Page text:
A church budget is a tool that works to balance finances with ministry. It is the financial road map for your church or ministry.
To begin creating a budget, there are really two options. The zero-based method or the method of budgeting based on historical church budget trends. The zero-based method is simply starting at zero, then evaluating and justifying each expense based on your church’s needs and vision. Be as specific as possible when creating your annual budget, giving attention to each individual month. Despite which method you choose or even if you use a combination of both, include the components referenced below.
This will include anything from tithes and offerings to rental income or tuition. Using past monthly giving trends will give you the best idea on how to plan for the months ahead.
In addition to ministry program and activity expenses, there are several key expenses that are important to identify and accurately measure early on including personnel costs, occupancy costs, and office expenses:
Personnel costs should be the easiest to measure, as staffing and compensation should be well established before the fiscal year begins. This will not only include salaries, but also benefits and payroll taxes. If you are needing to cut back expenses, one good way is to train volunteers to perform duties. A financially healthy church should spend no more than 45% of the undesignated tithes and offerings to personnel costs.
Occupancy costs would include everything from mortgage debt (principal and interest) to lease expense, utilities, telephone, insurance, repairs, etc. Basically, it includes any money you put towards using or running the building you occupy. Occupancy costs should cover no more than 25-30% of tithes and offerings.
Office expenses include advertising, printing, postage, and small equipment. This should all take up 10% or less of tithes and offerings.
Another critical piece of the budget to consider is cash flow. Cash flow is the net increase or decrease in the cash position after accounting for all income, expenses, debt services, and capital items. If you manage your budget correctly, the end result should be a positive cash flow. To help ensure your church has the funds needed to continue ministry you should be estimating cash flow each month.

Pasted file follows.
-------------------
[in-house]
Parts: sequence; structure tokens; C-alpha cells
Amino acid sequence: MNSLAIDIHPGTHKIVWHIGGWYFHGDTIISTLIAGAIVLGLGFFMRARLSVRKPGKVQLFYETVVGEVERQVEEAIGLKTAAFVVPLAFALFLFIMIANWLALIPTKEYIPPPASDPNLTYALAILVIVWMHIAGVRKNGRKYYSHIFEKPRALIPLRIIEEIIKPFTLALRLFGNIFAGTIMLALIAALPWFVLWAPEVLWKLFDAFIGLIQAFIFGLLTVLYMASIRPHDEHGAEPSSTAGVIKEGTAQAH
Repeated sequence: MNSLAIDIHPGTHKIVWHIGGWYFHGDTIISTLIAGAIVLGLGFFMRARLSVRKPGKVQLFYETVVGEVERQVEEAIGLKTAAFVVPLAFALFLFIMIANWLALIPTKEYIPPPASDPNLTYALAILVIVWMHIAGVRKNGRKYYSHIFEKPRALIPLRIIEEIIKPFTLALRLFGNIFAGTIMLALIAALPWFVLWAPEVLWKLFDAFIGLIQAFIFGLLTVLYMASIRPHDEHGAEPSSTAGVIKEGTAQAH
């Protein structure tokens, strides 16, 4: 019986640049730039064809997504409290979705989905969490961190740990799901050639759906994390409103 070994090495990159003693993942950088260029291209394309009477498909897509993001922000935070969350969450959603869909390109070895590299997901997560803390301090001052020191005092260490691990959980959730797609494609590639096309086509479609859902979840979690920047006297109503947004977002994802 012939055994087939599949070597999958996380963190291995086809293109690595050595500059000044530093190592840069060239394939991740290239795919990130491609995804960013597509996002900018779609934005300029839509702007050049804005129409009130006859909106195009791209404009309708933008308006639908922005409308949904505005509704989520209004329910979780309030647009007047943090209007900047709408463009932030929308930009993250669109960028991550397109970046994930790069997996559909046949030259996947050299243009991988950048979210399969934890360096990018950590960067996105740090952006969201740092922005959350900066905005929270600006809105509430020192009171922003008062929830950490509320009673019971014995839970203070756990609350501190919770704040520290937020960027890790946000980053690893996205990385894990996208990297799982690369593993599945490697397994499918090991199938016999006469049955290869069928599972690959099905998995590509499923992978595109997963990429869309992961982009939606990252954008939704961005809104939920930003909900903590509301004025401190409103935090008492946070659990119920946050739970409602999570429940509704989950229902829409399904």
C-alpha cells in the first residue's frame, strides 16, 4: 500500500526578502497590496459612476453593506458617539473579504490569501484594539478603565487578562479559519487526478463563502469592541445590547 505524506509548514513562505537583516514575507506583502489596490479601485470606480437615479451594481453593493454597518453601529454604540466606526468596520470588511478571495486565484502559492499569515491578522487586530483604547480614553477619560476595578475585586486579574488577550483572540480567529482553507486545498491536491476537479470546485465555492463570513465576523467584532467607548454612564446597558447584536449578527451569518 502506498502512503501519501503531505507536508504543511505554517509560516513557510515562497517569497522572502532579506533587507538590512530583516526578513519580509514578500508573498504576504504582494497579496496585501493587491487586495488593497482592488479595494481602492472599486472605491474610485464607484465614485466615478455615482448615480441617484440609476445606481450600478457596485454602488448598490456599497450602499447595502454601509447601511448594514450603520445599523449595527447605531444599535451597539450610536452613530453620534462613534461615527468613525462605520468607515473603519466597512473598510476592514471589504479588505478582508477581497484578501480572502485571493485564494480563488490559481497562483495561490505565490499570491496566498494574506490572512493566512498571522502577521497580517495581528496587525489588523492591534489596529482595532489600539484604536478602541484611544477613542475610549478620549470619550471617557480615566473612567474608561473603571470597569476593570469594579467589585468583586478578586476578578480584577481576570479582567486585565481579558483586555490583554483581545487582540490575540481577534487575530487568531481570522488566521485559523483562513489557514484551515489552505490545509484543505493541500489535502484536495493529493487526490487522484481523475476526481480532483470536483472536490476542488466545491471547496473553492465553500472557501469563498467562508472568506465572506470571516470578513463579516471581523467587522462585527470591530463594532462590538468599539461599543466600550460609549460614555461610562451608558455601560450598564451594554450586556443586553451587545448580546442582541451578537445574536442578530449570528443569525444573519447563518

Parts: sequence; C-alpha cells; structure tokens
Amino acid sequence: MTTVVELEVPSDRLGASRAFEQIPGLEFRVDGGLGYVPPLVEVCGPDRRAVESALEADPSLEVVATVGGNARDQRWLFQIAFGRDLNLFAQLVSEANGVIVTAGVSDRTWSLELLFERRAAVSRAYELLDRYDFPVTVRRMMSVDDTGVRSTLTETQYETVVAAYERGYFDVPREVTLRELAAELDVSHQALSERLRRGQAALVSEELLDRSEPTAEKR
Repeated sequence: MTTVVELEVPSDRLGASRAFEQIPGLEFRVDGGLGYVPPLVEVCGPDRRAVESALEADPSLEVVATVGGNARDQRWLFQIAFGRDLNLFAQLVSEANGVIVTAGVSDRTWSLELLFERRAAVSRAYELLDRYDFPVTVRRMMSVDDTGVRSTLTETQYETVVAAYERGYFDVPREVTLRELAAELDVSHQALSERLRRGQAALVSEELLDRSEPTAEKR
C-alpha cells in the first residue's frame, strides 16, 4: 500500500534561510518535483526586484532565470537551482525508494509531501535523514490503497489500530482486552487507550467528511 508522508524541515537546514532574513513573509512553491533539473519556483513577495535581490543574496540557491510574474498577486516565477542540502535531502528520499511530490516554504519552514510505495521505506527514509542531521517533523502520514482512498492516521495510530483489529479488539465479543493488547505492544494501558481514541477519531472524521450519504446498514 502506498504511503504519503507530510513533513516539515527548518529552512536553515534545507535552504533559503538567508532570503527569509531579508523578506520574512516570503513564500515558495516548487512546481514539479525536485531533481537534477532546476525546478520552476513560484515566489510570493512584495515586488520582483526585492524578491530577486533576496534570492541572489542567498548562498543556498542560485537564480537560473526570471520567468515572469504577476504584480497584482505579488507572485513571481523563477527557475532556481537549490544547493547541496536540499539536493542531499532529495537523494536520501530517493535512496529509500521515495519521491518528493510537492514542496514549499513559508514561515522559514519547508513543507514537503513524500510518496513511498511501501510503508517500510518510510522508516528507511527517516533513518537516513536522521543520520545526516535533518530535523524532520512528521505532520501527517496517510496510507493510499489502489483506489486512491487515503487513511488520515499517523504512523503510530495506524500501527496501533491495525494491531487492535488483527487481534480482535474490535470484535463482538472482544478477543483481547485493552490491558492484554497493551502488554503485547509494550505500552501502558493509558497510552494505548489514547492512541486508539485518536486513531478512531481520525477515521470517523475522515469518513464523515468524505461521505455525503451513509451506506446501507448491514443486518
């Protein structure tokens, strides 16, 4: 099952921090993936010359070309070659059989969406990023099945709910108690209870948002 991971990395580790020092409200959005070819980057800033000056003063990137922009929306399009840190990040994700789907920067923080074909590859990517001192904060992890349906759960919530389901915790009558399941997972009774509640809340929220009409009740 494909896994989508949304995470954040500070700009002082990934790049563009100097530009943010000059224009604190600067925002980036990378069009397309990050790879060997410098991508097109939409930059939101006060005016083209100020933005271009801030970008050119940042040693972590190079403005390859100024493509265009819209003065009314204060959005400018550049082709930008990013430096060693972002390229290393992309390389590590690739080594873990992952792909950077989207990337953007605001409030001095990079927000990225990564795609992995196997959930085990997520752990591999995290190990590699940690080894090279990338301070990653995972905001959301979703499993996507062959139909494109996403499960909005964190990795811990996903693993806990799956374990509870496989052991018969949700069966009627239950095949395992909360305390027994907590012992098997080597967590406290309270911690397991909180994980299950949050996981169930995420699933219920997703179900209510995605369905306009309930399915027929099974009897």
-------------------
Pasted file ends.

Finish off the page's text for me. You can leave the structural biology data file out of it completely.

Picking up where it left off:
One thing to consider while determining cash flow is seasonal attendance and historical giving data. Most churches will have attendance fluctuations throughout the year that affect giving patterns and ultimately cash flow. For this reason, it’s important to look at each month with its individual ebbs and flows. Cash flow will also help determine the best time for capital expenditures, growth, and expansion. As cash flow is projected, allow cash reserves to accumulate for times of emergency or decline in giving. A common practice for building cash reserves is to create your budget based on 90% of last year’s income. This tactic leaves 10% of your budget as a buffer to use as needed. Having enough cash reserves on hand to cover 3 months of operating costs will help prevent disruptions in your ministry.
As you plan your budget, keep in mind things like salary increases, hiring, layoffs, new programs, capital projects, and major fundraising efforts. Be sure to have a clear view of your church’s goals and be realistic on how to get there. The importance of a budget cannot be emphasized enough, because it builds a foundation of financial stability to maximize ministry and outreach.
Check out our free Church Finance Guide for budget templates, recommended budget percentages, and more.